Laura Gronnvoll is the sole candidate for Kingston Port Commission, District 3. (Nick Twietmeyer/Kitsap News Group)

Laura Gronnvoll is the sole candidate for Kingston Port Commission, District 3. (Nick Twietmeyer/Kitsap News Group)

Gronnvoll is sole candidate for Kingston Port Commission, District 3 | 2017 Election

‘In speaking with the two commissioners that I’ll be [serving] with, both of them are very encouraged by the direction the port has taken’

KINGSTON — Laura Gronnvoll, a longtime Kingston resident and self-described habitual volunteer, is running unopposed on Nov. 7 for a seat on the Port of Kingston Board of Commissioners.

Barring a challenge from a write-in candidate, Gronnvoll will succeed Walt Elliott as commissioner from District 3. Elliott, who also serves on the Kingston Ferry Advisory Committee, chose not to run for re-election.

Port commissioners are elected to six-year terms. According to the port’s 2017 budget, commissioners each receive a salary of $200 a month, medical benefits, and per diem and travel costs when on port business. The port commission adopts the budget and sets policies. The port’s 2017 budget is $1.5 million. The port owns the Port of Kingston Marina, Mike Wallace Park, North Beach, the Kingston Cove Yacht Club building, the state ferry dock, public fishing pier, small water craft and launch facility, parking lot and undeveloped parkland.

Saltwater runs through the Gronnvoll family’s veins, the candidate said.

“My family’s main source of income is marine services industry. My husband works at a propeller shop, my son owns a propeller shop here in Kingston that he opened two years ago. So we’ve been around this kind of an industry all our lives.”

Despite her close ties to the waterfront, Gronnvoll said she had never considered running for commissioner until she received some encouragement from community members who thought she would make a good fit.

“It wasn’t on my radar to do this,” she said. “I had other people come to me and say, ‘Laura, you should do this.’ My very first reaction was, ‘Are you kidding me?’ ”

After about six months of deliberating why she should run, Gronnvoll asked herself a different question.

“I finally kind of talked to my husband about it, talked to a few other people about it and thought, ‘Why not?’ So I decided to do it.” Gronnvoll said.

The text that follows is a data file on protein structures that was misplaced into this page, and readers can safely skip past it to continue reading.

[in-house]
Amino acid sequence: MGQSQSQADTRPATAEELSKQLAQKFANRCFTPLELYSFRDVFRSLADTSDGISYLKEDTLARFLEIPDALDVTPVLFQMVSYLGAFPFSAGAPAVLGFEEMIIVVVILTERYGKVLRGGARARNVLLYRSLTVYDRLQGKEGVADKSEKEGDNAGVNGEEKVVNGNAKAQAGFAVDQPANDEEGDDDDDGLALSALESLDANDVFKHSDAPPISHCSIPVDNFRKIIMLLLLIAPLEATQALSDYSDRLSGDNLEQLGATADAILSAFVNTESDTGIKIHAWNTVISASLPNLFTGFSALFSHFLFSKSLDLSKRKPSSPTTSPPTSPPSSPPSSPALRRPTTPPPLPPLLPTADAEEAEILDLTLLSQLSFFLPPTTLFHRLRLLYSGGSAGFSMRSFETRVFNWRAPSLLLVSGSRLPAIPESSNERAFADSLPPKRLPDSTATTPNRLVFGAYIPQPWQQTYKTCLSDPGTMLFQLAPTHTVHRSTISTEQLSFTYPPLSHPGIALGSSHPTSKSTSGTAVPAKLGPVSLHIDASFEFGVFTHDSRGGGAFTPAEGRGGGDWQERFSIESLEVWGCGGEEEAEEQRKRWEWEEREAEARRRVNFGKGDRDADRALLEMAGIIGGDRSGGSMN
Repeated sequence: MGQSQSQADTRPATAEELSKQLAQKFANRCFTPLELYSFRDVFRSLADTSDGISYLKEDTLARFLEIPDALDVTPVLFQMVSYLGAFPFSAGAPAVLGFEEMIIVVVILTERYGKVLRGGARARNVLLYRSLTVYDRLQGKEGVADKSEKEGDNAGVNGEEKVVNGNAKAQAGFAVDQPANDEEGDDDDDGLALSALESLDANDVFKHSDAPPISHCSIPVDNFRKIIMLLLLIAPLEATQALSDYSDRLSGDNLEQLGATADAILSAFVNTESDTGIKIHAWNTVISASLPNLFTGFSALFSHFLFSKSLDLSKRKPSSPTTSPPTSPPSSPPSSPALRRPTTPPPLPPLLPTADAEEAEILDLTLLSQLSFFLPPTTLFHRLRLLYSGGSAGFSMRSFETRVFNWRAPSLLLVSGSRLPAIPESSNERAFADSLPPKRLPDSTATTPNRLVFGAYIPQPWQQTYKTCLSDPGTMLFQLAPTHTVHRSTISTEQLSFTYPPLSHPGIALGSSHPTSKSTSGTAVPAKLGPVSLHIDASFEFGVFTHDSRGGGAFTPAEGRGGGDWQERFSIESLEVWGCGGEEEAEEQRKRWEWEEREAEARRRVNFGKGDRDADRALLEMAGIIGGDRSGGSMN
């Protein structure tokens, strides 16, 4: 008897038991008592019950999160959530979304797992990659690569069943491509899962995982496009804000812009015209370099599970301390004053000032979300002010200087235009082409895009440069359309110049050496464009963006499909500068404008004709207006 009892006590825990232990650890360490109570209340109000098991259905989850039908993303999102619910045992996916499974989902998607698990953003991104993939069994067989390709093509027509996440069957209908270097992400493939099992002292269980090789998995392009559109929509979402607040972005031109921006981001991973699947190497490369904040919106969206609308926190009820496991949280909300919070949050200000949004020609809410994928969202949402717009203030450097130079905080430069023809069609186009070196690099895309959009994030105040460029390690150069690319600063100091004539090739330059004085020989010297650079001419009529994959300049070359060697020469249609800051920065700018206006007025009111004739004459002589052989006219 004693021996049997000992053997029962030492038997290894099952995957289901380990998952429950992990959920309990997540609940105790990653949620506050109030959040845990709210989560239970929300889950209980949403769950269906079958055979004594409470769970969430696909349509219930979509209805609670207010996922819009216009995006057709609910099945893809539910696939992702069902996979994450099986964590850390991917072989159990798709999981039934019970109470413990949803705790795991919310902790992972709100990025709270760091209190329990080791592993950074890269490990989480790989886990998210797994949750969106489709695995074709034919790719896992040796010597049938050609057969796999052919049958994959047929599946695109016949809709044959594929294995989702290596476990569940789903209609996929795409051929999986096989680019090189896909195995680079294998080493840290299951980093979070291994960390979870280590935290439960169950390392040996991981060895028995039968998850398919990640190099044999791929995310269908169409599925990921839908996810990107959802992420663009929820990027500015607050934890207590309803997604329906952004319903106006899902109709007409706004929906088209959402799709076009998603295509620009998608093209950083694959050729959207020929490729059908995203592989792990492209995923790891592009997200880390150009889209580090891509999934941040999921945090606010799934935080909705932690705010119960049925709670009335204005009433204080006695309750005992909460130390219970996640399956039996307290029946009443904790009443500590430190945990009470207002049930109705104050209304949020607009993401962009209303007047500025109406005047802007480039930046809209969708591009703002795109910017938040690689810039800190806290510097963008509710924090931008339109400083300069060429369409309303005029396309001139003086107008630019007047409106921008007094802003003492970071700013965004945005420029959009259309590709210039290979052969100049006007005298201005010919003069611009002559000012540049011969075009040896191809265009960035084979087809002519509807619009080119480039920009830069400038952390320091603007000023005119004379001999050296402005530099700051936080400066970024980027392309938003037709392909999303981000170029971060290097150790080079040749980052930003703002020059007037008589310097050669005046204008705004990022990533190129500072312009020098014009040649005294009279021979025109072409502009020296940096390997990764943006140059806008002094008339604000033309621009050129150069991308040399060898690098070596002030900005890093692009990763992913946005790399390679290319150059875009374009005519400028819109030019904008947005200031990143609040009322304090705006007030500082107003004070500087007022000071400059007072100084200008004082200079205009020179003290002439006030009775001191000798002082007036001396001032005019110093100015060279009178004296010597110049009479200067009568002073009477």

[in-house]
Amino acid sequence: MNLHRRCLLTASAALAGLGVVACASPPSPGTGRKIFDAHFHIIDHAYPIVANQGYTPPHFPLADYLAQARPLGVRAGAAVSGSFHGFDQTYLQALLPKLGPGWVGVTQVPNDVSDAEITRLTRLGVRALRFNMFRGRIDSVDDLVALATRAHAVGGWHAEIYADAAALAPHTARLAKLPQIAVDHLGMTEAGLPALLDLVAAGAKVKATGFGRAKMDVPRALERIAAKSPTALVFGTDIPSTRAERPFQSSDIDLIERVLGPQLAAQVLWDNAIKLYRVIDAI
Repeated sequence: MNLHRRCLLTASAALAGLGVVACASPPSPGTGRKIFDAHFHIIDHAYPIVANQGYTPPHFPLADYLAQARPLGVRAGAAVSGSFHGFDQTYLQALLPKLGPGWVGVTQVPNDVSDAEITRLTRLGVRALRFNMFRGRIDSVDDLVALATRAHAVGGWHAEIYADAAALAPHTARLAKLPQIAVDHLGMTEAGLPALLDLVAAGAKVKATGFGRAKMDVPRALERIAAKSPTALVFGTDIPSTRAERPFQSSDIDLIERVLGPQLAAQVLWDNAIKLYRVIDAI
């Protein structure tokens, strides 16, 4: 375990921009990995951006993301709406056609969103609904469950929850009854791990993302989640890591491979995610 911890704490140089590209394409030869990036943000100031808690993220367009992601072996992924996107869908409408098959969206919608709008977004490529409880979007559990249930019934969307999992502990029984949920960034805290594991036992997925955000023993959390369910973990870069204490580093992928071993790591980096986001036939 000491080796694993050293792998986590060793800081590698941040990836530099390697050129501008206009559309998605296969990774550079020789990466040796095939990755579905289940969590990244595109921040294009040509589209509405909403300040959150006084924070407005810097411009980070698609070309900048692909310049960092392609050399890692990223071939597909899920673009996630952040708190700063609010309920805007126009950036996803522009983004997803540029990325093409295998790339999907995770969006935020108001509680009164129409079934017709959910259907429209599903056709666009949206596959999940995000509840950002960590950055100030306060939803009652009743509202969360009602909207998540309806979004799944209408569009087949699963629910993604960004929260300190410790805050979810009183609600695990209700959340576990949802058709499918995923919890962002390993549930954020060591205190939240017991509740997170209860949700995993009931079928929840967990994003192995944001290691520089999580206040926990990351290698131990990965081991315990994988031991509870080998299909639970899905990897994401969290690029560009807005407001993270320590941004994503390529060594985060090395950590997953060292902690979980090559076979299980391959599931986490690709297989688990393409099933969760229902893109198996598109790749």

When asked who encouraged her to run, she wouldn’t name anyone in particular, although she did admit that she knows some of the people who are actively engaged in a lawsuit against the port district.

“I know people that are involved with the lawsuits, some of them are my friends,” Gronnvoll said. “When they heard the buzz, they said, ‘Yeah, why don’t you [run for commission]?’”

In February, the Port of Kingston was ordered by the Kitsap County Superior Court to pay more than $166,000 in penalties and legal fees to Beth Brewster, after the port admit it failed to respond to her public records requests. The port also admitted it failed to respond to Tania Issa’s public records requests; penalties could be decided by the court in November. In addition, the port is being sued for wrongful termination by a former port employee.

Gronnvoll said she believes the lawsuits have resulted in a more open and transparent port district.

“I think that one of the things that has come out of all of this is that the port has become more transparent,” Gronnvoll said. “I believe that they have really turned a road in that way. They’re trying to be much more open with the community. They’re trying to reach out. They are more transparent, plain and simple.”

As for how she plans to continue moving the port toward greater transparency, Gronnvoll said her gift of gab will be a valuable asset.

“I’m a talker. If you talk to anyone around Kingston, I don’t have any problem talking to people — that’s never been a shortfall of mine, never,” she said. “In speaking with the two commissioners that I’ll be [serving] with, both of them are very encouraged by the direction the port has taken.”

Gronnvoll said she navigates a different social sphere than the other commissioners because of her extensive involvement in Kingston, where she had lived for more than 40 years. She’s mentored at Kingston Middle School and volunteered for Habitat for Humanity, North Kitsap Little League and Poulsbo Co-Op Preschool. She also volunteers for the Passport Club at Richard Gordon Elementary School and serves on the Kingston Farmers Market board of directors.

Second female majority on commission

Gronnvoll is due to become the fourth woman elected to the commission (another was appointed in 1979) and she and Mary McClure will comprise the first female majority on the commission in 27 years, according to records from the Kitsap County Auditor Elections Office and the Port of Kingston.

Gronnvoll doesn’t think the shift in gender balance will influence how the port commission does business.

“Mary and I are two very different people,” she said. “We will agree sometimes and I know we will disagree sometimes, because we have in the past.”

According to Gronnvoll, each commissioner brings something different to the table.

“It’s three people that are all community members,” she said. “I come from a small town. I have this base of people that I know — have known for many, many years — that reaches a base that neither of them are a part of.”

She added, “I’m smart, I can do anything, that’s the way I look at it. Why not try this?”

— Nick Twietmeyer is a reporter for Kitsap News Group. Contact him at

Female members of the Port of Kingston Commission
The Kingston Port District was created by voters in 1919. County and port records are sketchy, but approximately 32 people have served as port commissioner. Only four have been women.

1979 (appointed): Kathy Burdick

1987-1993: Ardis Morrow

1991-1992: Sally Hunt

2016-2021: Mary McClure

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